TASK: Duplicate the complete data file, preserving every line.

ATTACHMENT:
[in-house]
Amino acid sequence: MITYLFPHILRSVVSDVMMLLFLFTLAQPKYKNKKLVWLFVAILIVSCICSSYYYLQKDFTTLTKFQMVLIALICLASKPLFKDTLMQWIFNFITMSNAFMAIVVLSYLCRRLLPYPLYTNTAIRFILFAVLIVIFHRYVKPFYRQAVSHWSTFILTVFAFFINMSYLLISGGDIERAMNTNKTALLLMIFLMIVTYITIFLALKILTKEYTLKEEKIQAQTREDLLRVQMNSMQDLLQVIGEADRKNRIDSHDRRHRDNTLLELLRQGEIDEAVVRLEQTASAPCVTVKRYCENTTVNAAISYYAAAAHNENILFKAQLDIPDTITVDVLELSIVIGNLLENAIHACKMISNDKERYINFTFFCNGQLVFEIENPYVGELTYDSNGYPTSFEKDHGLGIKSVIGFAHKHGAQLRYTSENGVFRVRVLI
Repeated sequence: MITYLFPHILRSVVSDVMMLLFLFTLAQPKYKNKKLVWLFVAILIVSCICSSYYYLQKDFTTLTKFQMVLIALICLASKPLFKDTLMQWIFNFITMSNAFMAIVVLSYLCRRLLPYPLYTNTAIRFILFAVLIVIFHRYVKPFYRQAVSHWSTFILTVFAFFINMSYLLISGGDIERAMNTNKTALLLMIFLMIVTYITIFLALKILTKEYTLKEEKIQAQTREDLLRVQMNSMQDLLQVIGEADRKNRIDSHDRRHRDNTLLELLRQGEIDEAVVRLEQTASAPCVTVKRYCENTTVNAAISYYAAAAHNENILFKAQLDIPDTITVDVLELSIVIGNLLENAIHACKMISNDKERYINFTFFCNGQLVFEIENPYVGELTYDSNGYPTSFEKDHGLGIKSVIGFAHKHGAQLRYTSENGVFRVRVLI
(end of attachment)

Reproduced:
[in-house]
Amino acid sequence: MITYLFPHILRSVVSDVMMLLFLFTLAQPKYKNKKLVWLFVAILIVSCICSSYYYLQKDFTTLTKFQMVLIALICLASKPLFKDTLMQWIFNFITMSNAFMAIVVLSYLCRRLLPYPLYTNTAIRFILFAVLIVIFHRYVKPFYRQAVSHWSTFILTVFAFFINMSYLLISGGDIERAMNTNKTALLLMIFLMIVTYITIFLALKILTKEYTLKEEKIQAQTREDLLRVQMNSMQDLLQVIGEADRKNRIDSHDRRHRDNTLLELLRQGEIDEAVVRLEQTASAPCVTVKRYCENTTVNAAISYYAAAAHNENILFKAQLDIPDTITVDVLELSIVIGNLLENAIHACKMISNDKERYINFTFFCNGQLVFEIENPYVGELTYDSNGYPTSFEKDHGLGIKSVIGFAHKHGAQLRYTSENGVFRVRVLI
Repeated sequence: MITYLFPHILRSVVSDVMMLLFLFTLAQPKYKNKKLVWLFVAILIVSCICSSYYYLQKDFTTLTKFQMVLIALICLASKPLFKDTLMQWIFNFITMSNAFMAIVVLSYLCRRLLPYPLYTNTAIRFILFAVLIVIFHRYVKPFYRQAVSHWSTFILTVFAFFINMSYLLISGGDIERAMNTNKTALLLMIFLMIVTYITIFLALKILTKEYTLKEEKIQAQTREDLLRVQMNSMQDLLQVIGEADRKNRIDSHDRRHRDNTLLELLRQGEIDEAVVRLEQTASAPCVTVKRYCENTTVNAAISYYAAAAHNENILFKAQLDIPDTITVDVLELSIVIGNLLENAIHACKMISNDKERYINFTFFCNGQLVFEIENPYVGELTYDSNGYPTSFEKDHGLGIKSVIGFAHKHGAQLRYTSENGVFRVRVLI